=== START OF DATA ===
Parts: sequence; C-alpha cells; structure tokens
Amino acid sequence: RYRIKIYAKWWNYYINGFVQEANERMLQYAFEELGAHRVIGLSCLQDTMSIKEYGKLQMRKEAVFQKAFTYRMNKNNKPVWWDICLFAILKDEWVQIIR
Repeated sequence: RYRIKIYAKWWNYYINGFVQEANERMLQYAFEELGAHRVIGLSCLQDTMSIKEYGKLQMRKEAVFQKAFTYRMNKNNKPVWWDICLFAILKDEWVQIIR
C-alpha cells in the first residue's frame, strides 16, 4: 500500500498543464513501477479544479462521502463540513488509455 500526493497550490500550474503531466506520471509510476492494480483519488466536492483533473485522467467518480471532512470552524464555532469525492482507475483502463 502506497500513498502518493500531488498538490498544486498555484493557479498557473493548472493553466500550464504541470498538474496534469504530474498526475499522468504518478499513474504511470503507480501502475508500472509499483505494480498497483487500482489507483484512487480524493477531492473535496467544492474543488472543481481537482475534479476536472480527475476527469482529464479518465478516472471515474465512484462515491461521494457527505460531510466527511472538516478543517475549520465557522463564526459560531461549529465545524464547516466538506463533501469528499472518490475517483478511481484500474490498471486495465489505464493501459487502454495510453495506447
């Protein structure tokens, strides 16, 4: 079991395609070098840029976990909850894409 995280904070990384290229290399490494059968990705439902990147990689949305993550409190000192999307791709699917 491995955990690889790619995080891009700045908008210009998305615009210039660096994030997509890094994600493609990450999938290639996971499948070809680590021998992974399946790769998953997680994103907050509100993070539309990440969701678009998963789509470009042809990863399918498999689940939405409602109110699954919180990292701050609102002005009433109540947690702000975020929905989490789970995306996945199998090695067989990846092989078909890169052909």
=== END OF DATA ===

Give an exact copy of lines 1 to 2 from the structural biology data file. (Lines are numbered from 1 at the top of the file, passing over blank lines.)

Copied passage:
Parts: sequence; C-alpha cells; structure tokens
Amino acid sequence: RYRIKIYAKWWNYYINGFVQEANERMLQYAFEELGAHRVIGLSCLQDTMSIKEYGKLQMRKEAVFQKAFTYRMNKNNKPVWWDICLFAILKDEWVQIIR